This project could not be successful without the collaboration from the enthusiastic youth who apply for this program. We are thankful for our partners, Citi Foundation, UNICEF,Thailand Institute of Justice, True Incube, and the National Innovation Agency (NIA) for their collaboration on organizing the program, providing multidiscipline knowledge to the participants. We are very grateful to the facilitators from the Hand Up Network and the Changefusion for their hard work on instructing and supporting all ten teams throughout the program.

What are the stories behind the five selected team, who will benefit from their innovation, and how will the innovation solve these particular social problems? It will be narrated in the next articles. Please stay tuned!

 

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  • Published Date: 22/07/2020
  • by: UNDP

How Covid-19 affects Youth?

 

Covid-19, in some ways, is affecting everyone including children and youth.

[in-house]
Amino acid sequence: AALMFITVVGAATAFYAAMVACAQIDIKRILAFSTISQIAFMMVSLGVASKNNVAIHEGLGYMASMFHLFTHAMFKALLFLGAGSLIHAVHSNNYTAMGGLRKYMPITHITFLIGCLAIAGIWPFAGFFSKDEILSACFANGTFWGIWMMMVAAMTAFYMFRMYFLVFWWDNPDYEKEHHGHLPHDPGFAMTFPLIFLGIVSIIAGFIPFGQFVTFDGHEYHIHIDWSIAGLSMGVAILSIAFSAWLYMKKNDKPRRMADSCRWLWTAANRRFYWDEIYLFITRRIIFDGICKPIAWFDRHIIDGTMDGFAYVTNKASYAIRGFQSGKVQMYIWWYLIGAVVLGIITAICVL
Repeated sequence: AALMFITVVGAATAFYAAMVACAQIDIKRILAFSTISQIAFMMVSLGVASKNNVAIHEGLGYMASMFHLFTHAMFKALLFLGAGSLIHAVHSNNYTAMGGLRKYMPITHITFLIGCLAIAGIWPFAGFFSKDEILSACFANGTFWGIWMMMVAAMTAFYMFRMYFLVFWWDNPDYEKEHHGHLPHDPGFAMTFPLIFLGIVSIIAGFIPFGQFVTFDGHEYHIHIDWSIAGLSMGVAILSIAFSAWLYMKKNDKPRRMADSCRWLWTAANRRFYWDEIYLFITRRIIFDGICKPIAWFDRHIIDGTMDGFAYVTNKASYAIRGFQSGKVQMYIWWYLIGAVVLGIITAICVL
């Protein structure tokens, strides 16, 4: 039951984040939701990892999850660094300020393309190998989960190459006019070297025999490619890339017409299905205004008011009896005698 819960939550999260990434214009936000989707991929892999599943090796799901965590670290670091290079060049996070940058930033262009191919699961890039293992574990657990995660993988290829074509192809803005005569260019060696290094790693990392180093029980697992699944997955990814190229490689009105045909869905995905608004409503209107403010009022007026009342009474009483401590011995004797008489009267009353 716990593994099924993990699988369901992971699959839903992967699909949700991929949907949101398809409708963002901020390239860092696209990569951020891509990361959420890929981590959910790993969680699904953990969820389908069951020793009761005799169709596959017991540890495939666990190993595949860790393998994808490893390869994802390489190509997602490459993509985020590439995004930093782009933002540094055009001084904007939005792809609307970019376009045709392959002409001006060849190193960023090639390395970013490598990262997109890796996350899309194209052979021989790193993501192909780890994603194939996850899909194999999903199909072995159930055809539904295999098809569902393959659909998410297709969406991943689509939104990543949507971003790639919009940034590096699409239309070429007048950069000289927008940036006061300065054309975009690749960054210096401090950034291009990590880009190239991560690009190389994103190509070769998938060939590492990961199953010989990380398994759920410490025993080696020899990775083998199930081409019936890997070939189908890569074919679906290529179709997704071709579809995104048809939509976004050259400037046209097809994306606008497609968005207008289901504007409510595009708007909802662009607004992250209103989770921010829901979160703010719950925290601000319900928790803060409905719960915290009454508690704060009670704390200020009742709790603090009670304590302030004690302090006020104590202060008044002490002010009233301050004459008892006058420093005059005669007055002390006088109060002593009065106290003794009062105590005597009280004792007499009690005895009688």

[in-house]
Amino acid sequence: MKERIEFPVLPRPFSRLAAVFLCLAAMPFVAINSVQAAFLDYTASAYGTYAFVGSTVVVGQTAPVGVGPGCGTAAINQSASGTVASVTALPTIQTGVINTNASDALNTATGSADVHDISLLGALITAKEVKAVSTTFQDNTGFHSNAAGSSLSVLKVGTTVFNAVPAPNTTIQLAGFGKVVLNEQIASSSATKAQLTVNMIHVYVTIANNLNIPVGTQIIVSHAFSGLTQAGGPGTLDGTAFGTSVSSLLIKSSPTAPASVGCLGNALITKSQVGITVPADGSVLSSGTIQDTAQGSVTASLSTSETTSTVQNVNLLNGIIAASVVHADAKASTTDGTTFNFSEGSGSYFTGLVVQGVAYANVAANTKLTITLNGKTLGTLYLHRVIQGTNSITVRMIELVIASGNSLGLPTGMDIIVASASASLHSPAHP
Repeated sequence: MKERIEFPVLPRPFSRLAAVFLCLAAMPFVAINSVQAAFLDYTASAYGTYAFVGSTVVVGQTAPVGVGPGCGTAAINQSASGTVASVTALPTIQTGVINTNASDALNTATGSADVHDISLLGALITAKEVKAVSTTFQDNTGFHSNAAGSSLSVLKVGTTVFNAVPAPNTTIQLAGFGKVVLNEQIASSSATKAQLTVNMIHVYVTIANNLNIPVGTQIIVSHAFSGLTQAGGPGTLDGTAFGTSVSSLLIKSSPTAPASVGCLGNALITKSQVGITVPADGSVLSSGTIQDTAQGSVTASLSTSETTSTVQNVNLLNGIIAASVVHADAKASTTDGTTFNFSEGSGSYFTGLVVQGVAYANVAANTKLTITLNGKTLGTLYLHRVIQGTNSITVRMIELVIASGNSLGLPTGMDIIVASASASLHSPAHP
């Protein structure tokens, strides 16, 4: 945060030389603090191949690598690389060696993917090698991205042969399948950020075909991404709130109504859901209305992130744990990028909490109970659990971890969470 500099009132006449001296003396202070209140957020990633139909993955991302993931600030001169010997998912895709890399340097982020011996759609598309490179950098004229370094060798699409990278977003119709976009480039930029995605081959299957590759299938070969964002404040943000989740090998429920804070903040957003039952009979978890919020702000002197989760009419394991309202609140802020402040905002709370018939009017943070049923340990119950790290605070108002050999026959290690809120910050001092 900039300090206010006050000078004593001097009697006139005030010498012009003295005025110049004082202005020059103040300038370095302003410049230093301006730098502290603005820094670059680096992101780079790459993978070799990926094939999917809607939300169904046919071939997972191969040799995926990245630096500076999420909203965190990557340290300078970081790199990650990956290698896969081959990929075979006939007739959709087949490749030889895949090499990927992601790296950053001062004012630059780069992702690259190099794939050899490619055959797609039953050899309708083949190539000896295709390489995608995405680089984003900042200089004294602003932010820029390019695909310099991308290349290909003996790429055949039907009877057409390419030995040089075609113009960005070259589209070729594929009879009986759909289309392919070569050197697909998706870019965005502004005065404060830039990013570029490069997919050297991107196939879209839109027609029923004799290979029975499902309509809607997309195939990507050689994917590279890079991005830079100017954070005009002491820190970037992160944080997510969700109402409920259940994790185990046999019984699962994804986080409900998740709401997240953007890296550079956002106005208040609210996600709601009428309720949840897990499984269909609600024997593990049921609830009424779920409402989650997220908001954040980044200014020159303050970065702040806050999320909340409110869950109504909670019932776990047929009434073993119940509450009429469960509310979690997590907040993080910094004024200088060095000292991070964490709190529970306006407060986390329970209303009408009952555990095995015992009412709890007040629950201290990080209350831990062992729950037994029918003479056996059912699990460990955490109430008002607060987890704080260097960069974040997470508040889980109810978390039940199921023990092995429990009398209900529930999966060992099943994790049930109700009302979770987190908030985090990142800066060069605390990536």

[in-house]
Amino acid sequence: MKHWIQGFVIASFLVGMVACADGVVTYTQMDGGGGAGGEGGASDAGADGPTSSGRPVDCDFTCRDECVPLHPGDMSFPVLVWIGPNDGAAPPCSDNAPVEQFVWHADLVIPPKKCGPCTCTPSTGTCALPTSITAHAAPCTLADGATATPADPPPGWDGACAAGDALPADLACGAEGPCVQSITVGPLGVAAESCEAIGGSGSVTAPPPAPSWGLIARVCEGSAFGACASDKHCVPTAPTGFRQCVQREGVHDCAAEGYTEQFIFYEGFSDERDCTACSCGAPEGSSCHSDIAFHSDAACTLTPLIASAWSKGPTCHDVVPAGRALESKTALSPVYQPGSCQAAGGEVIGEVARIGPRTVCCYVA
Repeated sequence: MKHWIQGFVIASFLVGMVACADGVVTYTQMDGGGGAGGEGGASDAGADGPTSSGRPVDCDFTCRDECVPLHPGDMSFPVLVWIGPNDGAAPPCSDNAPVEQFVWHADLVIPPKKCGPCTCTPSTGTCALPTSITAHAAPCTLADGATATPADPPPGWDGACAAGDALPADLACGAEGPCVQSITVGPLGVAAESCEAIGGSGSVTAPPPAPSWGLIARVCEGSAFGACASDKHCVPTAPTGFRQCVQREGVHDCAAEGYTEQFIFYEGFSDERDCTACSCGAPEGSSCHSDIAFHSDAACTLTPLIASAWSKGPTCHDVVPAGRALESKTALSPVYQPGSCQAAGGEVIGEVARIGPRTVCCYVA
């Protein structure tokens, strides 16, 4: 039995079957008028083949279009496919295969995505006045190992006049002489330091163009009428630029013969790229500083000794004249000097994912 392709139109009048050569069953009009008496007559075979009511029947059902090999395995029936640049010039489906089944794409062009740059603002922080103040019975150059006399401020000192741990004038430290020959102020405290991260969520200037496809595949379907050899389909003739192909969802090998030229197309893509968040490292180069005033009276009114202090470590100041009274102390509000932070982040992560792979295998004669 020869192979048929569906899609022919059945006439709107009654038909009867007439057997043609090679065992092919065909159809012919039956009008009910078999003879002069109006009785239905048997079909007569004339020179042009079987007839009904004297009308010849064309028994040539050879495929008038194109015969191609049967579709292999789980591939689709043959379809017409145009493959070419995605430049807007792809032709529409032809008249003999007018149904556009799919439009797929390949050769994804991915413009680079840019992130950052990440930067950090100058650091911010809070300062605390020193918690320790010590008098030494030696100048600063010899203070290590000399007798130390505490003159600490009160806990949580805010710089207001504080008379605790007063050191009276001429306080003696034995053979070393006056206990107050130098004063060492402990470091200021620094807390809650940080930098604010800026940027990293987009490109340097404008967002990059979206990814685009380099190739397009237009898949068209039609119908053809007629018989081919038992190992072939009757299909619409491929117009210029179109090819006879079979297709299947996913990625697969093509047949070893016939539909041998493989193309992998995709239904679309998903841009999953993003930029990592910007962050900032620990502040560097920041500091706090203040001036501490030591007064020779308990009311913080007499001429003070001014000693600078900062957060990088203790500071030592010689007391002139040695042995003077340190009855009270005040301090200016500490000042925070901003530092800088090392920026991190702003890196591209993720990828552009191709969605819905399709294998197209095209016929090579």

The Children and youth’s  worriness have stemmed from different issues, from physical health, mental health, education challenges to economy regression.

UNICEF together with The Children and Youth Council of Thailand, United Nations Development Programme (UNDP), and United Nations Population Fund(UNFPA) surveyed 6,771 individuals from all 77 provinces from 28th March Р10th April ,which aimed  to understand how Covid-19 has affected this specific group of people and what are their concerns and needs.

This article will brief the survey findings and highlight some of their thoughts on the impact of pandemic that cause to their personal life.

 

Finance